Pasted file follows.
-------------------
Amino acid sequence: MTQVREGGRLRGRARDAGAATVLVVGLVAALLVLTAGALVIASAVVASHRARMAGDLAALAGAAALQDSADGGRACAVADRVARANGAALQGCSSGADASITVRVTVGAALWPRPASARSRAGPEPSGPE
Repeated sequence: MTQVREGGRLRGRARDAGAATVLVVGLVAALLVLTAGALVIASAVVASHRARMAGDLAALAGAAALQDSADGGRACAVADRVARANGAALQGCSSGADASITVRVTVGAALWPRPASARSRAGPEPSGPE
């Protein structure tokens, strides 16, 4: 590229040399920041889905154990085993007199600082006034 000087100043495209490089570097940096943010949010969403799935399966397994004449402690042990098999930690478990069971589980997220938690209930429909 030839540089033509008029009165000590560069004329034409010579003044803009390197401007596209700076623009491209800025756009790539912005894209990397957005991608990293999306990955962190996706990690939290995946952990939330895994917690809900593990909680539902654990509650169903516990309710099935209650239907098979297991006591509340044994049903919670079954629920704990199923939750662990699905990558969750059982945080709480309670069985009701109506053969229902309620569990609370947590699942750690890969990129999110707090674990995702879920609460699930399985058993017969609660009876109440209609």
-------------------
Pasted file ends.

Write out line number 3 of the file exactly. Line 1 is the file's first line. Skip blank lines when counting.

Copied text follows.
């Protein structure tokens, strides 16, 4: 590229040399920041889905154990085993007199600082006034 000087100043495209490089570097940096943010949010969403799935399966397994004449402690042990098999930690478990069971589980997220938690209930429909 030839540089033509008029009165000590560069004329034409010579003044803009390197401007596209700076623009491209800025756009790539912005894209990397957005991608990293999306990955962190996706990690939290995946952990939330895994917690809900593990909680539902654990509650169903516990309710099935209650239907098979297991006591509340044994049903919670079954629920704990199923939750662990699905990558969750059982945080709480309670069985009701109506053969229902309620569990609370947590699942750690890969990129999110707090674990995702879920609460699930399985058993017969609660009876109440209609």